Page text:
Bobwhites, Beef, and Bees

By Dave Hoover | September 1, 2021
From Missouri Conservationist: September 2021
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Bobwhites, Beef, and Bees
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Missouri’s quail restoration landscapes

Bobwhite quail have a rich and storied history in Missouri. Prior to the days of huntable deer and turkey populations there was small game, and quail was king. Known as the prince of gamebirds, northern bobwhite inspire images of cool autumn mornings, favorite shotguns, and excited bird dogs for Missourians old enough to remember the “good old days” of the 1960s and early 1970s.

Bobwhites can still be found around the state if you know where to look and are willing to stretch your legs a bit. It is no secret that places with enough good habitat hold quail, but therein lies the problem — areas of good habitat are getting harder to find.

MDC has promoted quail habitat management ever since its beginning in 1937. Programs, such as Project Bobwhite in the 1980s, Open Lands Initiative in the 1990s, Quail Emphasis Areas of the 2000s, countless landowner workshops, staff trainings, press releases, and Conservationist articles were all aimed at improving habitat for quail on public and private lands throughout the state. Despite this, however, bobwhite populations have continued to slowly decline over the past 50 years and that has caused many biologists, hunters, and landowners alike to pause and ask if there is a better approach — a better way to manage for quail?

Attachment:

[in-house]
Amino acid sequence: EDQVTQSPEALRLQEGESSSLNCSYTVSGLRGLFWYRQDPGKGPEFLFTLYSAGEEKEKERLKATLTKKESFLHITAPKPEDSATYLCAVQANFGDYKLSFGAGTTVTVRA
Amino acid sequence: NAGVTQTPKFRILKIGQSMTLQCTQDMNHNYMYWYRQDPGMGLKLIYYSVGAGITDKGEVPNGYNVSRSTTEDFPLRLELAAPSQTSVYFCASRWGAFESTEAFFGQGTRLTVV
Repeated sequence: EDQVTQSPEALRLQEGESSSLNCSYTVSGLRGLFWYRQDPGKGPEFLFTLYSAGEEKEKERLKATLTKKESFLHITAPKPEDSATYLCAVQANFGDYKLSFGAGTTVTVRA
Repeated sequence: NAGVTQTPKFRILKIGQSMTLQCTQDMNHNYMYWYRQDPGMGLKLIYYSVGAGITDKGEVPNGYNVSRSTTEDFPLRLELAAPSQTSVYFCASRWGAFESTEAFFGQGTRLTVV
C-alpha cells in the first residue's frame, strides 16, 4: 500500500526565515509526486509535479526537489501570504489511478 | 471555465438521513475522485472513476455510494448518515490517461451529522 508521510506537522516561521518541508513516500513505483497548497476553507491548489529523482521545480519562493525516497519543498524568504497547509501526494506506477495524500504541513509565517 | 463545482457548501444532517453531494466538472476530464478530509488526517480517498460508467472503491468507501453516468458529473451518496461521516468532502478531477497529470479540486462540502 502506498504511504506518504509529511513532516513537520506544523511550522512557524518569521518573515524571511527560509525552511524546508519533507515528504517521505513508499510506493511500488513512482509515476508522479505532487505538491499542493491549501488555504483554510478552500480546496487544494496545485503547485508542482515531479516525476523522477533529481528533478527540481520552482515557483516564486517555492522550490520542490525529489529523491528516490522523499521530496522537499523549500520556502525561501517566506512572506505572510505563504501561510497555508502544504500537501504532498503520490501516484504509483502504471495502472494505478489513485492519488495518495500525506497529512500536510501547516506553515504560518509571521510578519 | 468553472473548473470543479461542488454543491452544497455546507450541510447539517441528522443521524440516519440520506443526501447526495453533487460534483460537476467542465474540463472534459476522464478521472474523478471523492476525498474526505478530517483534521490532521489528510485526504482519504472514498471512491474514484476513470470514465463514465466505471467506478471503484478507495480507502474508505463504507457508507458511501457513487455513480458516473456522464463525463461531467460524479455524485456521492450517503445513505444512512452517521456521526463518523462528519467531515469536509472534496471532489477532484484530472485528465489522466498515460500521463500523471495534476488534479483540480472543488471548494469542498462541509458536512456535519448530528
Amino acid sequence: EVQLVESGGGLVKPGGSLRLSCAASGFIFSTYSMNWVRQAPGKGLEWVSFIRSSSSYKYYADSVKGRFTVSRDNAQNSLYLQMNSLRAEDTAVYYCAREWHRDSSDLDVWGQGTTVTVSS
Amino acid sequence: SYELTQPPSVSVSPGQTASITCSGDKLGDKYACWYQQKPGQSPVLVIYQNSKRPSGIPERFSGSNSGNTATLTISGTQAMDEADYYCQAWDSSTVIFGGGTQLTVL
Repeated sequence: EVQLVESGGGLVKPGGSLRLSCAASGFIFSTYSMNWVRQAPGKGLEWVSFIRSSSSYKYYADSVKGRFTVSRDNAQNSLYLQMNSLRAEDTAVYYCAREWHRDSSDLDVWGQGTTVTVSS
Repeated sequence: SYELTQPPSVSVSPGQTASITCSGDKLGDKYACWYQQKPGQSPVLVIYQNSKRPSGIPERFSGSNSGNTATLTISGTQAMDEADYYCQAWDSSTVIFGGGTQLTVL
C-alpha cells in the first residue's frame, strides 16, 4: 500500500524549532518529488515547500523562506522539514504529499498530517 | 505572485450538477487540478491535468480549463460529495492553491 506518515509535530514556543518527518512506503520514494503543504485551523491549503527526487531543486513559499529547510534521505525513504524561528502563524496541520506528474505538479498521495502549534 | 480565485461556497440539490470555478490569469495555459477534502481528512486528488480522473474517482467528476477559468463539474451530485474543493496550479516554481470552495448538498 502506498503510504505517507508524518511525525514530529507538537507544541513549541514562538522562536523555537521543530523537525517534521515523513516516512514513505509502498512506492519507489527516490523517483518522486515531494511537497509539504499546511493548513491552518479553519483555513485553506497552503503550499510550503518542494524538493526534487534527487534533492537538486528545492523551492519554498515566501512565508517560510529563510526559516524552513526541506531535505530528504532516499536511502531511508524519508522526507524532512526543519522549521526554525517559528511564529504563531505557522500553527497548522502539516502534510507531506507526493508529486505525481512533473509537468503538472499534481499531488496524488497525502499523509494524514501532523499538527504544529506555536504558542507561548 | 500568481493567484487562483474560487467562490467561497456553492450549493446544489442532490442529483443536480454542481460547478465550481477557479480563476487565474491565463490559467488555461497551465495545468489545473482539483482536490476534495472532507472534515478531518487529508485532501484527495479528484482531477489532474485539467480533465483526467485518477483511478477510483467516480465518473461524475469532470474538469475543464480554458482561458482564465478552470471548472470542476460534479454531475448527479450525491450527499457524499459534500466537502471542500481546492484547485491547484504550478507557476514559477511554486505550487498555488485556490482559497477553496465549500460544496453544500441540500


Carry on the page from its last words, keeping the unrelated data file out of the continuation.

A Series of Fortunate Events

In the mid-1990s, a group of biologists and conservation partners throughout the bobwhite’s range began collaborating to restore quail populations. Known as the National Bobwhite Conservation Initiative (NBCI), this movement now involves all 25 states in the bobwhite range and multiple conservation partners.